The Church, in its most forceful statement to date (August 2017) condemned white supremacy and called such attitudes morally wrong and sinful. Please use this in your lesson! Additionally, President Hinckley, in 2006, defined notions of racial superiority as outside the bounds of behavior acceptable for a disciple of Christ, and Elder Cook called notions of racial superiority morally wrong in October 2017 General Conference. Also in October 2017, Elder Ballard admonished Latter-day Saints to eliminate the prejudices of “racism, sexism, and nationalism” and quoted from the autobiography of Jane Manning James, a black pioneer.

  1. PERSPECTIVES BY CHURCH MEMBERS ON THE IMPACTS OF PRIESTHOOD AND TEMPLE RESTRICTIONS AND RACISM:

James Goldberg’s chapter, “Witnessing the Faithfulness,” in Revelations in Context at LDS.org includes stories of three couples and the impact of the priesthood and temple restrictions on their lives before and after 1978. The “Pioneers in Every Land” page at LDS.org includes this powerful video of Julia Mavimbela’s experience with racial hatred in South Africa and her life work to transcend it. For potent examples of the type of racism that still exists among Latter-day Saints see Dawn Armstrong’s post and Zandra Vranes’s op-ed.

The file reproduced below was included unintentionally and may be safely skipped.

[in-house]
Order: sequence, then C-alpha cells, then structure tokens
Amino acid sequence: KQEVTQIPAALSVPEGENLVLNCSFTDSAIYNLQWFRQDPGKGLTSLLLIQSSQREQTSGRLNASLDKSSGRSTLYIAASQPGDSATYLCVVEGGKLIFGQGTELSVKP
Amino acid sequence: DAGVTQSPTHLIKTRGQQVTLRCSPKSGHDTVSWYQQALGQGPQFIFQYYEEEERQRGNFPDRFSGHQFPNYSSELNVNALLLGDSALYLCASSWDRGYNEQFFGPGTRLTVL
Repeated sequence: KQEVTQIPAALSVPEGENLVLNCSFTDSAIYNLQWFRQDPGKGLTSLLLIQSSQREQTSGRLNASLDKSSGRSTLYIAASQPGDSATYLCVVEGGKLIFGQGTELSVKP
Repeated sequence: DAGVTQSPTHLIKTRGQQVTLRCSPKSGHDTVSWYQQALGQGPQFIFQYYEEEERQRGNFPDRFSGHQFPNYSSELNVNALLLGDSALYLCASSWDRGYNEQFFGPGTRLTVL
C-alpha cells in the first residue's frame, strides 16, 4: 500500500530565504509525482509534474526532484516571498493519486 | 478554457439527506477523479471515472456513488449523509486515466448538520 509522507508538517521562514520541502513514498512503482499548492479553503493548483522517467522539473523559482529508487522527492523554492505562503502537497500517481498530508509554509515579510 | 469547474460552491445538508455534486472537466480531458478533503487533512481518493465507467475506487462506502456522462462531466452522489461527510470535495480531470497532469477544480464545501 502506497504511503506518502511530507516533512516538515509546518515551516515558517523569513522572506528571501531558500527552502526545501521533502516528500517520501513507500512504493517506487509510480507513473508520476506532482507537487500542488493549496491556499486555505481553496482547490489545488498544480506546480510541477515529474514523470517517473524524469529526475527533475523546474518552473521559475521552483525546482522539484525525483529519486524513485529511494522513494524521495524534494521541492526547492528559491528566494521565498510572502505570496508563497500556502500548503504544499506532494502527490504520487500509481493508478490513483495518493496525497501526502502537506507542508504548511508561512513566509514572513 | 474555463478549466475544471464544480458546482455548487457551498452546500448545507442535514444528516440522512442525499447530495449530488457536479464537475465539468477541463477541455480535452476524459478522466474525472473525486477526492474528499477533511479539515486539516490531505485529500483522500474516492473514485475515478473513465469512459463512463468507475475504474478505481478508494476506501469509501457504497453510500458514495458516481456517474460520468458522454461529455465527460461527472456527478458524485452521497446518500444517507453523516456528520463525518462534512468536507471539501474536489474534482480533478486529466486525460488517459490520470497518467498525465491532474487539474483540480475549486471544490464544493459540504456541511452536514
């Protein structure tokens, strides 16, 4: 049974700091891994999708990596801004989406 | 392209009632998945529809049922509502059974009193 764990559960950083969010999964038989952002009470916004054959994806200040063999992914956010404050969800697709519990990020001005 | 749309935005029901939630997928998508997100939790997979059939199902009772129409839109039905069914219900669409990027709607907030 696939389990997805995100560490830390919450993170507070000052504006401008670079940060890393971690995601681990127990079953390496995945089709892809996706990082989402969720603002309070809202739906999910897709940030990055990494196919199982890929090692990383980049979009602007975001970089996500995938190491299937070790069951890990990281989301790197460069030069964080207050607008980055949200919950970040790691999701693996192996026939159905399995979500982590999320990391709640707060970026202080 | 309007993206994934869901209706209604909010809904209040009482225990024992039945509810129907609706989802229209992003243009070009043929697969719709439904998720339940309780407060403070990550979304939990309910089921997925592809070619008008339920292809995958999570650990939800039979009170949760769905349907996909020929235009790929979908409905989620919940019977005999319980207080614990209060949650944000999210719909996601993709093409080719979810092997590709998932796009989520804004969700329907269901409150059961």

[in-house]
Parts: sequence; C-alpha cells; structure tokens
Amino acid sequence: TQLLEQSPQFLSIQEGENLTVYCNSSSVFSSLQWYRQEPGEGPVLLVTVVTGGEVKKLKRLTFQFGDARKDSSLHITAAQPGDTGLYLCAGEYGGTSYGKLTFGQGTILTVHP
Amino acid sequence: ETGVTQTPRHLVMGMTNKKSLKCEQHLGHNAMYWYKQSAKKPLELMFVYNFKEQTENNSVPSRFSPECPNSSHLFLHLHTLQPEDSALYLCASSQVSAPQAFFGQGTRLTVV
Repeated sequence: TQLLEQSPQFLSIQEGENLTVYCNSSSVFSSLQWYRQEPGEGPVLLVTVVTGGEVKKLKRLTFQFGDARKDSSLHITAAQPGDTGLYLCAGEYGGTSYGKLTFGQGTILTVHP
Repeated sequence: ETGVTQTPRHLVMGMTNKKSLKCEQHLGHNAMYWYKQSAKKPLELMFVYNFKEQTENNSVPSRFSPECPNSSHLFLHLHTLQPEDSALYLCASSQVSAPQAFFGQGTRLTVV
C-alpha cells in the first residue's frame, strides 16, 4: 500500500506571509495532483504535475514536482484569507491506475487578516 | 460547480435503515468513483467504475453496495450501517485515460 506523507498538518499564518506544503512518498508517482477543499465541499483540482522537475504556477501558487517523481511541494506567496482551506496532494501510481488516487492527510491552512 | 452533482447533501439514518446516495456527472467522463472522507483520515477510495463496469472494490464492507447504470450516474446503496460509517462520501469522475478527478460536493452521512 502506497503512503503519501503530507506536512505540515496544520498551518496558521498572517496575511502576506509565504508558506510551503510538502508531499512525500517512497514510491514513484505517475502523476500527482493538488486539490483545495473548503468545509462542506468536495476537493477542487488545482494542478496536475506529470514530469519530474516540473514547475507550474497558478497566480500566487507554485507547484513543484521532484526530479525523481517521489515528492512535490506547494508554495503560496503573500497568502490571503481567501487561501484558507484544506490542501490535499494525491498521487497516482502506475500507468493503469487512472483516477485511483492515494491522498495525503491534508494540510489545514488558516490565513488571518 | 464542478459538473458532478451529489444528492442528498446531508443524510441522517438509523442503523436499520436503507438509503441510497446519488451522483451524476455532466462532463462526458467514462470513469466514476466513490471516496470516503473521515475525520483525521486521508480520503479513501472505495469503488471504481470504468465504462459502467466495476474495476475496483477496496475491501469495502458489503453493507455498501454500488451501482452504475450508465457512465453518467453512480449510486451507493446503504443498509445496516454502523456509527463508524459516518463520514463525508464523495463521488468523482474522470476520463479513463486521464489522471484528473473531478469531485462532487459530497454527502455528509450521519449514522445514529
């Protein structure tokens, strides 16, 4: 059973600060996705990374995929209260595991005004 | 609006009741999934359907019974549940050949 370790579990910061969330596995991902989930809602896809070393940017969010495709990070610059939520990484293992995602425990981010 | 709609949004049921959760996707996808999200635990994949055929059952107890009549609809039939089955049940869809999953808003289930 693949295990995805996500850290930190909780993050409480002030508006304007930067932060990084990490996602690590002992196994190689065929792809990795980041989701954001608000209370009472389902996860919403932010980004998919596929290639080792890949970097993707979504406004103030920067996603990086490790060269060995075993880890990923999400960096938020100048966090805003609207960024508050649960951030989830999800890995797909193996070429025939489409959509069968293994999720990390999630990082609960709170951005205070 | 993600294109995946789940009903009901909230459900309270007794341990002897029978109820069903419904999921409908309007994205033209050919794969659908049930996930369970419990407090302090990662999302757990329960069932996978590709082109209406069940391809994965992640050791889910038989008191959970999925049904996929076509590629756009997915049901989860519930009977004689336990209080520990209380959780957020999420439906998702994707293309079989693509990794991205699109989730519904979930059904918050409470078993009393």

Now that the Church has officially disavowed old teachings on race, new myths justifying the segregation of the priesthood have begun to circulate among LDS people.  It is imperative that we do not invent new justifications. It may be helpful for teachers to familiarize themselves with these new justifications and understand why they are incorrect in case a class member raises them during Gospel Doctrine.  None of these justifications have been approved by LDS Church leaders.

New justification:  “Jesus took the gospel to the Jews first and then to the Gentiles as a parallel to whites first and then blacks.”

Why this is incorrect: This explanation contradicts the scriptures of the Restoration. Joseph Smith received at least four revelations instructing him that “the gospel must be preached unto every creature, with signs following them that believe.” (D&C 58:64; see also 68:8, 84:62, 112:28). “Every creature” is not ambiguous. There was no divine mandate designed to confine the gospel message to Jews first and then Gentiles. Other scriptures making this point include the following:  “Hath he commanded any that they should not partake of his salvation? Behold I say unto you, Nay” (2 Nephi 26: 27); the Lord promised Abraham that his seed would “bear this ministry and Priesthood unto all nations,” and further stipulated that in Abraham’s “seed shall all the families of the earth be blessed” (Abraham 2: 9, 11).